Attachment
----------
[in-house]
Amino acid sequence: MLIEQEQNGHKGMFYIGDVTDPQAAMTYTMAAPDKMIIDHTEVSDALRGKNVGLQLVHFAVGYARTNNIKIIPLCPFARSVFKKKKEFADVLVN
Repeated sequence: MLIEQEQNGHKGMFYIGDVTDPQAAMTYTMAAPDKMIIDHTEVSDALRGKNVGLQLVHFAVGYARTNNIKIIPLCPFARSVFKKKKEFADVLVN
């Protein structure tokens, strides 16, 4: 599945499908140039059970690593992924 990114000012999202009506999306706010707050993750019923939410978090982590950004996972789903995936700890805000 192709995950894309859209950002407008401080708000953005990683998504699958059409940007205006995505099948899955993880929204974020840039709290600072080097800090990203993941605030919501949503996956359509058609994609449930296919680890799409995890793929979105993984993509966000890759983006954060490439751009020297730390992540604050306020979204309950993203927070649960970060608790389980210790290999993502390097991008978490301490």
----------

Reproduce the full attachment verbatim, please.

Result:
[in-house]
Amino acid sequence: MLIEQEQNGHKGMFYIGDVTDPQAAMTYTMAAPDKMIIDHTEVSDALRGKNVGLQLVHFAVGYARTNNIKIIPLCPFARSVFKKKKEFADVLVN
Repeated sequence: MLIEQEQNGHKGMFYIGDVTDPQAAMTYTMAAPDKMIIDHTEVSDALRGKNVGLQLVHFAVGYARTNNIKIIPLCPFARSVFKKKKEFADVLVN
């Protein structure tokens, strides 16, 4: 599945499908140039059970690593992924 990114000012999202009506999306706010707050993750019923939410978090982590950004996972789903995936700890805000 192709995950894309859209950002407008401080708000953005990683998504699958059409940007205006995505099948899955993880929204974020840039709290600072080097800090990203993941605030919501949503996956359509058609994609449930296919680890799409995890793929979105993984993509966000890759983006954060490439751009020297730390992540604050306020979204309950993203927070649960970060608790389980210790290999993502390097991008978490301490």